Charity organisations - The story of fighting child abuse

Charity organisations play a vital role in our society - doggedly working to reduce the numbers of vulnerable children facing abuse & to tell their stories.

Fundraising team
UNICEF South Africa/2013/Schermbrucker
17 June 2020

On a daily basis, we are faced with a barrage of child abuse statistics, posing the danger of us losing sight of the personal impact this violence has on each child. Individual stories go unheard as scars and bruises are covered by these statistics. But the numbers cannot be ignored. That is the vital role charity organisations play in our society - doggedly working to reduce the numbers of children facing abuse, and persistently trying to help us hear their stories, so that we can help protect the most vulnerable and be a voice for the voiceless. 

The picture is troubling. SA statistics from 2015 - 2018 indicate that 41% of all reported rape cases involved children. The numbers of children who have witnessed violence or are victims of abuse in their homes and communities are alarming. 

Each of these children should never be relegated to a number; they have names and faces, and they should be playing, smiling and enjoying the innocence of childhood. They have a right to be protected and a right to a future. But no matter how tender our hearts may be, we cannot make a difference alone. Partnering with reputable charity organisations, however, is the starting point to the stories being heard. 

Take a moment to imagine these stories that represent many children’s realities in South Africa:

Busisiwe’s story

Busi’s name means ’blessed,’ but there is little in her 3 years of life experience to justify that meaning. She never knew her birth father. Her mother had been raped. Her abuse started when her stepfather moved in. He had a fancy car. The bottle made him angry. While Busi’s mother was at work, he would throw her little body against the wall and kick her in the stomach, just because she was there, in the way. There was nothing her mother could do. She, too, was afraid. 

Abulele’s story

Abu’s name means ‘thankful,’ and it was given to him by the Social Worker working with a charity organization that partners with Places of Safety and Baby Homes for abandoned babies. His mother’s circumstances are unknown. Abu was found as a newborn in a plastic bag, dumped at the door of a rural clinic. As he grows up in a children’s home, his future remains uncertain. 

Felicity’s story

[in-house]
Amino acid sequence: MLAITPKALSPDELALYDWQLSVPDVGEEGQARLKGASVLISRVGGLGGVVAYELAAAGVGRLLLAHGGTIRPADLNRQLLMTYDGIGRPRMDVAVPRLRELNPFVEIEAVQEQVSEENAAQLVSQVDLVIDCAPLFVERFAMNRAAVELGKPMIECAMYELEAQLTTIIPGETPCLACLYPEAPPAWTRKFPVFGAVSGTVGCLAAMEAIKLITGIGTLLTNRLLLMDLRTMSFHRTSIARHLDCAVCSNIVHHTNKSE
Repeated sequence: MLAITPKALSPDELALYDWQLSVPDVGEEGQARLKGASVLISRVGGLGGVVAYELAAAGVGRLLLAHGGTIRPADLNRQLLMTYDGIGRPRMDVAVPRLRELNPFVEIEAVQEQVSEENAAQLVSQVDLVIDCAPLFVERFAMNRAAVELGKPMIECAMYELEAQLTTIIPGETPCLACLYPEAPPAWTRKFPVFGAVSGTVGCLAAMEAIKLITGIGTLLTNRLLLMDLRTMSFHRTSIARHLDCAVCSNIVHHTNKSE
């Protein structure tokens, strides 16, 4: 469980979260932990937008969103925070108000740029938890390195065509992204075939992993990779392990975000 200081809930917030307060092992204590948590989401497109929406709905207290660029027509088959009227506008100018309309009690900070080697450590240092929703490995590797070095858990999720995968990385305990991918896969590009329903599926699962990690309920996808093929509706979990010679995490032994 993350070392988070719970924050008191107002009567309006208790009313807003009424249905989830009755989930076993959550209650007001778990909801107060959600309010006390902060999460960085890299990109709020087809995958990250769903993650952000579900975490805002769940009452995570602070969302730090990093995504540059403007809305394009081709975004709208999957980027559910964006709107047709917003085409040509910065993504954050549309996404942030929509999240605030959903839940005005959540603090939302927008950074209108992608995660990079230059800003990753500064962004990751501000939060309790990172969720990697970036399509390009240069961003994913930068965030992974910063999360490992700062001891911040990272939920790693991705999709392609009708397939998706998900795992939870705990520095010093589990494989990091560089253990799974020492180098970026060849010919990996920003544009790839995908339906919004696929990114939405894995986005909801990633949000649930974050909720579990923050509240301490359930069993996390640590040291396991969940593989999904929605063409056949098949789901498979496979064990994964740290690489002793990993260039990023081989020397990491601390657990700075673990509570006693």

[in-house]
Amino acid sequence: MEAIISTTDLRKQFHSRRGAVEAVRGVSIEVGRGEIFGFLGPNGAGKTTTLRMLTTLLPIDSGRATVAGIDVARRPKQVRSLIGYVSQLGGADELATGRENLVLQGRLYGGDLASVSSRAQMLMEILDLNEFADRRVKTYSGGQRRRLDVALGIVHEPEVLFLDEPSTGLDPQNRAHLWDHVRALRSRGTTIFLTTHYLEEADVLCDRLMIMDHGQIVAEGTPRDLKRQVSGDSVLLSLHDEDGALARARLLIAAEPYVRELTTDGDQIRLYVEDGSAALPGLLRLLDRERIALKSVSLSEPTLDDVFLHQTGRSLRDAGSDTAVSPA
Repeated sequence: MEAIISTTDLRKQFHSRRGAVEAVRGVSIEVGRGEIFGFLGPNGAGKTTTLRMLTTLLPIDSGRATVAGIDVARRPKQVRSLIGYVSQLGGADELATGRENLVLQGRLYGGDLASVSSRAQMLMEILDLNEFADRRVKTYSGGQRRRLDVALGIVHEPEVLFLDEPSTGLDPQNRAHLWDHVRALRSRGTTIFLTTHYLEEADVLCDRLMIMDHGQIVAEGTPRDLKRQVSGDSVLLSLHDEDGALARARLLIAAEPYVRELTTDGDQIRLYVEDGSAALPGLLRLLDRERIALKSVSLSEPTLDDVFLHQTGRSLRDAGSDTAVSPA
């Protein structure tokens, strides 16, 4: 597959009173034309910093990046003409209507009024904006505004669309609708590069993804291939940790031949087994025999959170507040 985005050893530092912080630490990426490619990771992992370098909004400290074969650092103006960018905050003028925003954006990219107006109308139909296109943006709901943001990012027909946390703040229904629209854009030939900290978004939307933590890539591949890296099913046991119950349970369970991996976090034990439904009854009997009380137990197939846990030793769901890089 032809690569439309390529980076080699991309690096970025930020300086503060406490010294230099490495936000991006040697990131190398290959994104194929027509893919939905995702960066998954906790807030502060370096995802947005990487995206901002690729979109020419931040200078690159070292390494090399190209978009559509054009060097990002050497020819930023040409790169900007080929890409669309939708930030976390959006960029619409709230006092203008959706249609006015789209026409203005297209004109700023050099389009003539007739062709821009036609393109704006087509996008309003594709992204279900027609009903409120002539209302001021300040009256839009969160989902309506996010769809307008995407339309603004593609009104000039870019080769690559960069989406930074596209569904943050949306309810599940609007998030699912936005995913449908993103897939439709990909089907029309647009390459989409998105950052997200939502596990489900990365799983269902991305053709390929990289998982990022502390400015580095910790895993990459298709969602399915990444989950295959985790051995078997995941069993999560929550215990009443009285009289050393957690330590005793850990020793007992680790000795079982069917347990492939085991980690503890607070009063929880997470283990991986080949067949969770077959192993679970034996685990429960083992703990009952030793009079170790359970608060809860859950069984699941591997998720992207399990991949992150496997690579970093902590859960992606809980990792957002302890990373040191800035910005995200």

Felicity is 15 years old and her name means ‘happiness.’ And yet, as she pours her heart into in her personal journal, she reflects that the past year has only been one of misery. She cannot remember when last she laughed or had fun with her friends. She spends her life hiding - hiding the cuts on her arms, and hiding from the abuse from certain members of her extended family. 

Busi, Abu and Felicity’s stories are but three among the thousands and thousands of similar and heartbreaking stories of childhood victimhood and abuse in South Africa. They should never have a reason to be told or written down. That is why charity organisations exist - to help rewrite these stories, to put smiles on these children’s faces, and to bring hope and a better future.

UNICEF South Africa’s Story

UNICEF South Africa is one of many established charity organisations that focuses on improving children’s lives and working on-the-ground to make a difference in reducing the statistics of child abuse in South Africa. As a humanitarian organisation, UNICEF South Africa has taken up the baton since 1946 and seeks to be a leading advocate for the protection of children and their rights. 

Our goal? To better the lives of every child in South Africa by working with a range of partners in government, civil society, academia and various other sectors to create a safer and healthier environment for every child.

Through the support of individual and corporate donors, UNICEF South Africa is able to undertake its work as a charity organisation in vulnerable communities across South Africa. 

By donating online, you can support our many humanitarian programmes and help to change the numbers and the narrative.